But is an icon as timeless as they say? Have Patek Philippe's Nautilus, Audemars Piguet's Royal Oak, Rolex's Submariner, IWC's Portuguaise, Jeager-LeCoultre's Reverso, Omega's Speedmaster and all the others always been considered iconic watches? Emmanuel Gueit, independent watch and jewelry designer, says "You don't create an icon, you create a design. The watch or the jewel will earn their iconic status with time. But it is important to know that an icon is not immutable.
The Reverso is the icon of the Maison, very recognizable. It was conceived as a challenge.
Lionel Favre, Product designer at Jaeger-LeCoultre
Patek Philippe's iconic Nautilus model, created in 1976, was not as much of a hit in the 1990s as it is today. It was not a coveted object at the time, whereas today the waiting lists are getting longer and longer. The seventies saw the birth of many iconic shapes. What turns a piece into an icon is its being different. And in the 1970s, after the oil crisis - the most prolific period for icons - everything seemed possible. Extravagance was the rule. Brands took risks and calculated them differently than today. The oil crisis shook things up. The pandemic we're experiencing today can also shake things up."
An environmentally-conscious response
There is little doubt that for more than a year, the pandemic has been shaking up the economy across every sector. And the question remains: are we about to switch to a different paradigm, is the world about to change for good? Let us consider how the watch industry has responded to this question. Many brands - like Panerai and its watch designed with entirely recycled materials, an absolute first - have responded with eco-friendly innovations, in line with the times and with the expectations of the younger generations. Similarly, Cartier's SolarBeat TM movement is recharged with solar energy thanks to photovoltaic microcells hidden under the dial, IWC boasts vegan leather straps, and Swatch opted for bioceramics combining three-quarters ceramic powder and one-quarter bioplastic. “At the moment, and for several years now," explains Eric Giroud, "watchmaking has been actively reinventing itself on an ongoing basis. This year sees the brands going back to building on their past achievements. But I am confident that the new generations will dare to break away from comfort and will have their own personality. After a crisis, there is always a lust for the new."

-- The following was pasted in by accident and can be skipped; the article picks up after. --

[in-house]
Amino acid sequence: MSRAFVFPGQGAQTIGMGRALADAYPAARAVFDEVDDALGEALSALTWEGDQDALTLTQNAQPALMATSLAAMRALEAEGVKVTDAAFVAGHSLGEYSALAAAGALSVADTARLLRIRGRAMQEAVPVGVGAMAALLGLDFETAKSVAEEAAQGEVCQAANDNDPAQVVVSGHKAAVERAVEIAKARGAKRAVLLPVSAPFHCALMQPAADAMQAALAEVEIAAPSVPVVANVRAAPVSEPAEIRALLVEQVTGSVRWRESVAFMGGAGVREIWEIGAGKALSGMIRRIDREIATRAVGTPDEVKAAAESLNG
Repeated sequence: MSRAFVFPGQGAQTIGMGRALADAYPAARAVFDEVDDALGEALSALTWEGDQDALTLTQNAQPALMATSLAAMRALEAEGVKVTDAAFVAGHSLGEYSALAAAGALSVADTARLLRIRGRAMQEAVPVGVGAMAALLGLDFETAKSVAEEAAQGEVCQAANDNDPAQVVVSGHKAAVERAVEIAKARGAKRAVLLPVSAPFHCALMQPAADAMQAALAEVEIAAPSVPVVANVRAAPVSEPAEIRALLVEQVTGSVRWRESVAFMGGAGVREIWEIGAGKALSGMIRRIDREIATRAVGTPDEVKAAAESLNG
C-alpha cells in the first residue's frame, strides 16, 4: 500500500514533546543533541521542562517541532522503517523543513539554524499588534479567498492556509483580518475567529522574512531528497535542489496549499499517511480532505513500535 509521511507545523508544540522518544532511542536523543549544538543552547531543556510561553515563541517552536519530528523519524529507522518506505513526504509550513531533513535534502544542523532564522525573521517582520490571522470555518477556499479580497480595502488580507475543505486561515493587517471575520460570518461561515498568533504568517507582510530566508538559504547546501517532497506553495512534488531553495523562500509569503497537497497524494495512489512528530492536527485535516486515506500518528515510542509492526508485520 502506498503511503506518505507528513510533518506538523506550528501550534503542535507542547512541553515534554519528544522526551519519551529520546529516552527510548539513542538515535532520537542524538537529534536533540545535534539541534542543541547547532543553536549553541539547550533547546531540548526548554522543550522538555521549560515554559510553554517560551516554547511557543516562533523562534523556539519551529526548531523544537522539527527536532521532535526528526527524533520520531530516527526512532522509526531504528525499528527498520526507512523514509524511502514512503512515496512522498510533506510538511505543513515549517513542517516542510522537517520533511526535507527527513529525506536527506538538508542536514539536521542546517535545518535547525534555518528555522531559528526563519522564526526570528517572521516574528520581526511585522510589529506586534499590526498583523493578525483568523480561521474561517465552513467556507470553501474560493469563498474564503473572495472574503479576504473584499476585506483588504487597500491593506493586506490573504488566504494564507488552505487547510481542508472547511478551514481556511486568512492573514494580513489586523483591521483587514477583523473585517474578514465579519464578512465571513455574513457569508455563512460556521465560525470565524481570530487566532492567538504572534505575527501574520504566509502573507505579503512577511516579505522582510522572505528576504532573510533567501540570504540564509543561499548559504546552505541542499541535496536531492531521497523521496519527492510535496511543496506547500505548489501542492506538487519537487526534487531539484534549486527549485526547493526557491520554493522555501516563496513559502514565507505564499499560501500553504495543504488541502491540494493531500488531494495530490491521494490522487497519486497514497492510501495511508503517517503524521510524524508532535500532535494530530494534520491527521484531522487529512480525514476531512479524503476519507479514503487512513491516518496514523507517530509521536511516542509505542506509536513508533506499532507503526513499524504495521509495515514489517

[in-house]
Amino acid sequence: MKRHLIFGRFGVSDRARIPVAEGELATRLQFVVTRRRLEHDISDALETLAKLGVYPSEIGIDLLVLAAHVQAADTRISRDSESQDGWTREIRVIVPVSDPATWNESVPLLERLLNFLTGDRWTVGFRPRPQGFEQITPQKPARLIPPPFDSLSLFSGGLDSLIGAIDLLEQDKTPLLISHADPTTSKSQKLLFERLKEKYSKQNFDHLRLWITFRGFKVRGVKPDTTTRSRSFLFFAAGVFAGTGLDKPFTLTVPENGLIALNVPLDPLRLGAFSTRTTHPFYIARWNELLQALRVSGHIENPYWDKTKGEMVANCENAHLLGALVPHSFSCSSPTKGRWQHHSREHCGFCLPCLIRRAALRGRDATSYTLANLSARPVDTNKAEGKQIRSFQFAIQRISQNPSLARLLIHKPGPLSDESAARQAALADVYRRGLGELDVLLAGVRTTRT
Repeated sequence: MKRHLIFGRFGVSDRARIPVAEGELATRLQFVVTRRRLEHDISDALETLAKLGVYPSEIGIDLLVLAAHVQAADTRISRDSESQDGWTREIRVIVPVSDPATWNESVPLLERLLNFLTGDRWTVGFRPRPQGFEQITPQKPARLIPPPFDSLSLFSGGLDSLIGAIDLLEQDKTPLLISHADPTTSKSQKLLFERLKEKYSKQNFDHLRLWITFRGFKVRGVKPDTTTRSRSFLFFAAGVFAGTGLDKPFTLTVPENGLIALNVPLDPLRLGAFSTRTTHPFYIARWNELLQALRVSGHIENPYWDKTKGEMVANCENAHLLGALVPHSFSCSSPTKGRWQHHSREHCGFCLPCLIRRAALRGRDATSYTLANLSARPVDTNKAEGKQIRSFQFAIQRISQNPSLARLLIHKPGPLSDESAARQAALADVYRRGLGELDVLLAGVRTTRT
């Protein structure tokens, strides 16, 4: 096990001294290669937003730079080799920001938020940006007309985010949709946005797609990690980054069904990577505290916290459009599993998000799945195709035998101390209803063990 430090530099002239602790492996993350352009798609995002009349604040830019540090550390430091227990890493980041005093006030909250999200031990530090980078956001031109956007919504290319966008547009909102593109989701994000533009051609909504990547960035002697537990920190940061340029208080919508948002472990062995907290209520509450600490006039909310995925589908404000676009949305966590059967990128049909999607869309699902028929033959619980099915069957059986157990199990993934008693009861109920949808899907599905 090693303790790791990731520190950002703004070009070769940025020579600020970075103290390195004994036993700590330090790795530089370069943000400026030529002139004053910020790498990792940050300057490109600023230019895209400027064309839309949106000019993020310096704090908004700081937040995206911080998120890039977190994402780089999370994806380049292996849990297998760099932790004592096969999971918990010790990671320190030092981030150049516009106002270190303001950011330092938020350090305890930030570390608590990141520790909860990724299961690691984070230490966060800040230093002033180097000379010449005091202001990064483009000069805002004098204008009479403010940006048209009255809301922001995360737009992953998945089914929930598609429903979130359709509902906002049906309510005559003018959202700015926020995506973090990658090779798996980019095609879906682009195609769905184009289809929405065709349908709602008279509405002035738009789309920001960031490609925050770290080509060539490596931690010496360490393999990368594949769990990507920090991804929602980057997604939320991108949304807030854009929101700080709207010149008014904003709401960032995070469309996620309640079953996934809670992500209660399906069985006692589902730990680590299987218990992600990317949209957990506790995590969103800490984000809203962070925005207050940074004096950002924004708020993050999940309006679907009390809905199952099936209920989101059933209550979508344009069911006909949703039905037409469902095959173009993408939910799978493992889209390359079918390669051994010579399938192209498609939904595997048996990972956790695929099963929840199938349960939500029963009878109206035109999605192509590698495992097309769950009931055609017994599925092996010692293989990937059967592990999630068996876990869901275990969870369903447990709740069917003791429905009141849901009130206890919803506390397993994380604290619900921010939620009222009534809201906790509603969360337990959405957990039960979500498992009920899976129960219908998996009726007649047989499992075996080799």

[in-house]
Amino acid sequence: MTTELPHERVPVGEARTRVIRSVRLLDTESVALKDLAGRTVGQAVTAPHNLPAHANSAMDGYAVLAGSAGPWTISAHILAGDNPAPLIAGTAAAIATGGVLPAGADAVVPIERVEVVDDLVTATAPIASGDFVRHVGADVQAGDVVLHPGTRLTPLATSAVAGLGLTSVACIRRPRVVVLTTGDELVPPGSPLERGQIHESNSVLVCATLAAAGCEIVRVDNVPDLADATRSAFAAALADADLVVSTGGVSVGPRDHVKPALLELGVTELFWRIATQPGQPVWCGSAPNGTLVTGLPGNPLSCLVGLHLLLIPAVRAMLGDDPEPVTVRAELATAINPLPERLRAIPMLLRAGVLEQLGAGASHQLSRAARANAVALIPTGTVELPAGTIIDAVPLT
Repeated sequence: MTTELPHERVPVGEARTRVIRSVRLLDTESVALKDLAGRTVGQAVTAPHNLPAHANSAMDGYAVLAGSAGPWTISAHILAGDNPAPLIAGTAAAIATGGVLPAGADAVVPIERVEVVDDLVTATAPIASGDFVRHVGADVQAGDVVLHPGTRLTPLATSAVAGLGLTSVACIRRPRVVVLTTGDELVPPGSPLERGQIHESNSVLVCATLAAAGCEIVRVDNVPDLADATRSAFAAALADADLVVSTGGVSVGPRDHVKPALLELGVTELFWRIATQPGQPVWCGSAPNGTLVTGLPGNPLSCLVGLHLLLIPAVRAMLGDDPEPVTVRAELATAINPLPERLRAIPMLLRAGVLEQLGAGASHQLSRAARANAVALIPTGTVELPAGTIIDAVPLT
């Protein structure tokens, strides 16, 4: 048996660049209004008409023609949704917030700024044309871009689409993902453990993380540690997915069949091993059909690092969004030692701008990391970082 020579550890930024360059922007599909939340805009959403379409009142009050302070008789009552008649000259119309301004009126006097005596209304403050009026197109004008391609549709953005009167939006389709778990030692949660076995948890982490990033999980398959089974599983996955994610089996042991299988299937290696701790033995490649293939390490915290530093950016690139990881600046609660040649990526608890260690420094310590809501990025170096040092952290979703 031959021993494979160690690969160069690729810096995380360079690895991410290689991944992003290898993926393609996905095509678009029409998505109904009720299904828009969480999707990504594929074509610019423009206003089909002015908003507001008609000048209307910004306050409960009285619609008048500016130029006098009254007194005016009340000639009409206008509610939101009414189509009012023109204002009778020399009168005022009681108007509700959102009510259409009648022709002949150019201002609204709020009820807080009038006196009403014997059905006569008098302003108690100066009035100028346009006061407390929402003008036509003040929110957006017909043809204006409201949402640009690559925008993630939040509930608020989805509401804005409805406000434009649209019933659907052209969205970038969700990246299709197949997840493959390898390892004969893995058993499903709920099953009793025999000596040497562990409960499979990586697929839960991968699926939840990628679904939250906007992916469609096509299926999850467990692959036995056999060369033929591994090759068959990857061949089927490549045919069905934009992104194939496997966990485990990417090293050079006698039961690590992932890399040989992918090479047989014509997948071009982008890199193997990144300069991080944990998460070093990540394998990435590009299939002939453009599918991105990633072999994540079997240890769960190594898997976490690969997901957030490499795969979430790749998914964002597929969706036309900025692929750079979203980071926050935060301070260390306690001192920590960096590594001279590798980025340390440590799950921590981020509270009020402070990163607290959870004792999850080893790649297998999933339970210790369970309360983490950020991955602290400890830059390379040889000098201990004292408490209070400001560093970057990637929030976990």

Likewise, for Gueit, replicating icons has lost its charm. "We have entered an era where design must become essential. If brands want to increase their sales, they must create, invent new forms and stop copying old ones."
What makes an icon
We asked Gueit what makes an icon, and this is what he replied: “It is the small details that make the icon. Paring down and going back to basics. All the décor - like crown shields, multi-level dials, multifaceted hands, for example - prevents us from seeing the essential. The explosion of details came with the ultra-high tech of 3D drawings. If you look at a Rolex Oyster model, there is very little detail. Everything has a function. Personally, I always design with a pencil first. And when I draw a shape that has potential, I feel a kind of alignment with what's around me, with the era, with the time."
According to Giroud, icons are also about a search for beauty, for pure aesthetics. "In Switzerland and in watchmaking, this absolute quest for beauty, the sensuality of beauty, is not always there,” he explains. “Designers like Charles de Vilemorin come to me to ask me questions. Or Phoebe Philo, Victoire de Castellane, or other who are more distant from us, like Jean Prouvé, Madeleine Vionnet, Suzanne Belperron, André Putmann, Cristobal Balenciaga. If watchmakers designed their creations like couturiers, there would be more icons… But it is not a matter of price, nor of value. It is about an object that is unanimously elevated to that status, through beauty."